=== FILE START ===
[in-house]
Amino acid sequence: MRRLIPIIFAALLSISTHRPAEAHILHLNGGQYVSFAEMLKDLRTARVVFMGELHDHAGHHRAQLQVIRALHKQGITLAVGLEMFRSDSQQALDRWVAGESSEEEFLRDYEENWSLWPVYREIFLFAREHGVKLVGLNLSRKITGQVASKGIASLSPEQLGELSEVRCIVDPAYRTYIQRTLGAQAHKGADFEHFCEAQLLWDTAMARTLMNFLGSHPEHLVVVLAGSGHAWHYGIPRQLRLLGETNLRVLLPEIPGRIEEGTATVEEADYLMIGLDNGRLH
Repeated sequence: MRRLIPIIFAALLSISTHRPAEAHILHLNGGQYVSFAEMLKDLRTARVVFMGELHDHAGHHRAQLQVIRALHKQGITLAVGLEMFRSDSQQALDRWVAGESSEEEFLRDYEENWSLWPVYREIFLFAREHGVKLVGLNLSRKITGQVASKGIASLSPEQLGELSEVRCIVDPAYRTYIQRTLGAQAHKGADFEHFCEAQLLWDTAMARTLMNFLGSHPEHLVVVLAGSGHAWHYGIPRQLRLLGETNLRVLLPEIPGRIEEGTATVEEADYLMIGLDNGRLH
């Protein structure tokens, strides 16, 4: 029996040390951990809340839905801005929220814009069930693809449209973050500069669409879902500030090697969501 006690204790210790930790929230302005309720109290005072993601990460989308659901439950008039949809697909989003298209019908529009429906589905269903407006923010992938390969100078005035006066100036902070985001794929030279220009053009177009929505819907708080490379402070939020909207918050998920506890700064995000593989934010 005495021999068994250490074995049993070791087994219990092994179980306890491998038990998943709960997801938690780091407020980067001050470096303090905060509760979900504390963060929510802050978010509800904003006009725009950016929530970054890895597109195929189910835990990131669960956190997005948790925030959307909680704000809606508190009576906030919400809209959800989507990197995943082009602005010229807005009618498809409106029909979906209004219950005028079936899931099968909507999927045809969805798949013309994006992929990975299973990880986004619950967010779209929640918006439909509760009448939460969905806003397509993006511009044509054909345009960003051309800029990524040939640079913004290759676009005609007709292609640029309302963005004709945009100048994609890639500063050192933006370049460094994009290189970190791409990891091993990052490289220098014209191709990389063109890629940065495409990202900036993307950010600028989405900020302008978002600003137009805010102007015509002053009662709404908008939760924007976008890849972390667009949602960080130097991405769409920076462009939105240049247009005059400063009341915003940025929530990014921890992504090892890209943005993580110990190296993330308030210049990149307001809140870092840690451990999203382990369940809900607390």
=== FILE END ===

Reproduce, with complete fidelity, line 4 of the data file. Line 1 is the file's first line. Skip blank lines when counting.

């Protein structure tokens, strides 16, 4: 029996040390951990809340839905801005929220814009069930693809449209973050500069669409879902500030090697969501 006690204790210790930790929230302005309720109290005072993601990460989308659901439950008039949809697909989003298209019908529009429906589905269903407006923010992938390969100078005035006066100036902070985001794929030279220009053009177009929505819907708080490379402070939020909207918050998920506890700064995000593989934010 005495021999068994250490074995049993070791087994219990092994179980306890491998038990998943709960997801938690780091407020980067001050470096303090905060509760979900504390963060929510802050978010509800904003006009725009950016929530970054890895597109195929189910835990990131669960956190997005948790925030959307909680704000809606508190009576906030919400809209959800989507990197995943082009602005010229807005009618498809409106029909979906209004219950005028079936899931099968909507999927045809969805798949013309994006992929990975299973990880986004619950967010779209929640918006439909509760009448939460969905806003397509993006511009044509054909345009960003051309800029990524040939640079913004290759676009005609007709292609640029309302963005004709945009100048994609890639500063050192933006370049460094994009290189970190791409990891091993990052490289220098014209191709990389063109890629940065495409990202900036993307950010600028989405900020302008978002600003137009805010102007015509002053009662709404908008939760924007976008890849972390667009949602960080130097991405769409920076462009939105240049247009005059400063009341915003940025929530990014921890992504090892890209943005993580110990190296993330308030210049990149307001809140870092840690451990999203382990369940809900607390």